My wife has been under a lot of stress at work and our traditional breakfasts – oatmeal or yogurt, granola and fruit – haven’t appealed to her.
I wanted to bake something (to get away from the similar texture of either yogurt or oatmeal) and naturally thought of bran muffins first.
Bran muffins might make for a good breakfast, but they are notoriously dry and dense. I’ve baked my share of disappointing batches of muffins. I went looking online for inspiration.
I found it in a 1985 Los Angeles Times archive story, publishing the bran muffin recipe from a coffee shop in Cambria, Calif. Giving the recipe a quick scan, I knew it had potential – I loved the idea of using buttermilk, yogurt and applesauce to keep the muffins moist. I also liked the idea of using dried apples instead of raisins, the traditional bran muffin addition.
There were two things that gave me pause, however. First, the yield was enormous. The recipe said it made more than 24 muffins, with the muffin tops running together. Second, the preparation method didn’t seem right. The recipe called for mixing everything together, then letting it sit in the refrigerator overnight. Thanks to the buttermilk and yogurt, the batter would be fairly acidic. The chemical leaveners (a combination of baking soda and baking powder) would lose a lot of their lifting power as they sat with the acids.
Still, the overnight soak was a great idea. It would soften the rolled oats and wheat bran and make the muffins more tender. I just needed to keep the leaveners out of the mixture. I had other changes I wanted to make to the recipe, too. To enhance the apple flavor I used boiled cider instead of molasses. I reduced the amount of vegetable oil, trusting more applesauce would be a decent substitute. I used whole wheat pastry flour and increased the amount of spice. I messed with the measurements of each ingredient considerably to reduce the yield yet preserve the moisture level.
I was glad I reduced the yield; even after approximately halving it I still baked 18 muffins. After one bite I knew I had a winner. Most notably, I was finally eating a moist bran muffin. The dried apples and walnuts provided a mix of textures. The melding of flavors is what really struck me. Within the combination of orange zest, cinnamon, nutmeg, vanilla, honey, apples and wheat bran, not one taste stuck out.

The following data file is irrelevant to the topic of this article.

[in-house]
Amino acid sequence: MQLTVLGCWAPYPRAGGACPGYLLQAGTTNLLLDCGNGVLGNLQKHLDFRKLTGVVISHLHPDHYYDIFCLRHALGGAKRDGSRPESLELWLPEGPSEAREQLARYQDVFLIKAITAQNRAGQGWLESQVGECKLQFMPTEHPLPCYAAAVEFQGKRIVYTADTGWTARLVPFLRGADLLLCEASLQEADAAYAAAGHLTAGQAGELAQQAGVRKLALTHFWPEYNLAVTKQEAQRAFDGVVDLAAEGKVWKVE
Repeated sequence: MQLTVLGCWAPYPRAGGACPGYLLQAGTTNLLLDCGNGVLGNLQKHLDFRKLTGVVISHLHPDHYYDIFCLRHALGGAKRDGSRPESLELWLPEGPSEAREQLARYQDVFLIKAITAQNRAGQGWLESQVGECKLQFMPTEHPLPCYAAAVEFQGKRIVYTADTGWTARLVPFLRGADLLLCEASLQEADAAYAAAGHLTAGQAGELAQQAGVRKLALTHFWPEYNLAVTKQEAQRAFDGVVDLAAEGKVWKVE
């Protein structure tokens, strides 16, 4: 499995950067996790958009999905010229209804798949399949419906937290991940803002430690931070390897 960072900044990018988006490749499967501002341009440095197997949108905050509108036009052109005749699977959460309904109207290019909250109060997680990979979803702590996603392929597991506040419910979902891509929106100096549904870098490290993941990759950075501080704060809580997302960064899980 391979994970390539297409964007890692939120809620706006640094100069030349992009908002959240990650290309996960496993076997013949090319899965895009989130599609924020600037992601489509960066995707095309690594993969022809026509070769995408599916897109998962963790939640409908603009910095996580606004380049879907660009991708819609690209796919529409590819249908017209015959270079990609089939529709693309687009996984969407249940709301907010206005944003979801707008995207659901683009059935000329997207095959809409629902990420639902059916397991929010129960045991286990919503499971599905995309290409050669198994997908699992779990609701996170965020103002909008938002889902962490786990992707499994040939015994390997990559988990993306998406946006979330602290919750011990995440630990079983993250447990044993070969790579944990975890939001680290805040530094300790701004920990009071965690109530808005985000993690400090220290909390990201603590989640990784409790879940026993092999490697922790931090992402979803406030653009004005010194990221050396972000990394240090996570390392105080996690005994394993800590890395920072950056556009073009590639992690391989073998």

After patting myself on the back for making a fantastic muffin, I calculated the nutrition statistics. My breakfast benchmark is a bowl of oatmeal with fruit and nuts; it delivers 300 calories, 7.5 grams of protein and 7 grams of fiber. I was shocked to see the results for my apple bran muffins (serving size two muffins): 287 calories, 8.9 grams of protein and 5.5 grams of fiber. Hot damn! I had baked a nutritionally competitive muffin to boot!
- 1 1/4 cups wheat bran
- 3/4 cup rolled oats
- 1 cup buttermilk
- 1/2 cup unsweetened applesauce
- 2 large eggs
- 1/2 cup Greek yogurt
- 1/4 cup vegetable oil
- 1/4 cup dark brown sugar, packed
- 1/4 cup honey
- 1/4 cup boiled cider
- 1/2 teaspoon vanilla
- Zest of half an orange
- 1 cup whole wheat pastry flour
- 1/2 teaspoon salt
- 1 teaspoon baking soda
- 2 teaspoons baking powder
- 1 1/2 teaspoons ground cinnamon
- 1/8 teaspoon ground nutmeg
- 1/2 cup dried apples, diced
- 1/2 cup walnuts, diced
Step 1. Stir together the bran, oats, buttermilk and applesauce in a medium glass bowl. The mixture will resemble a thick paste. Cover and store in the fridge overnight (or eight hours). The oats and bran will soften considerably.
Step 2. The next morning, prepare the muffins. Preheat the oven to 400 degrees F. Line muffin tins with 18 cups. Combine the eggs, yogurt, oil, brown sugar, honey, boiled cider, vanilla and orange zest and beat together until well mixed and uniform.
Step 6. Spoon batter into the muffin tins. Note: Don’t worry if it feels like you are filling the tins too full – 18 really is the perfect number of muffins. These guys don’t rise that high. I actually made 20 muffins and wished I had divided the batter in the extra two muffins to make each muffin top a little rounder.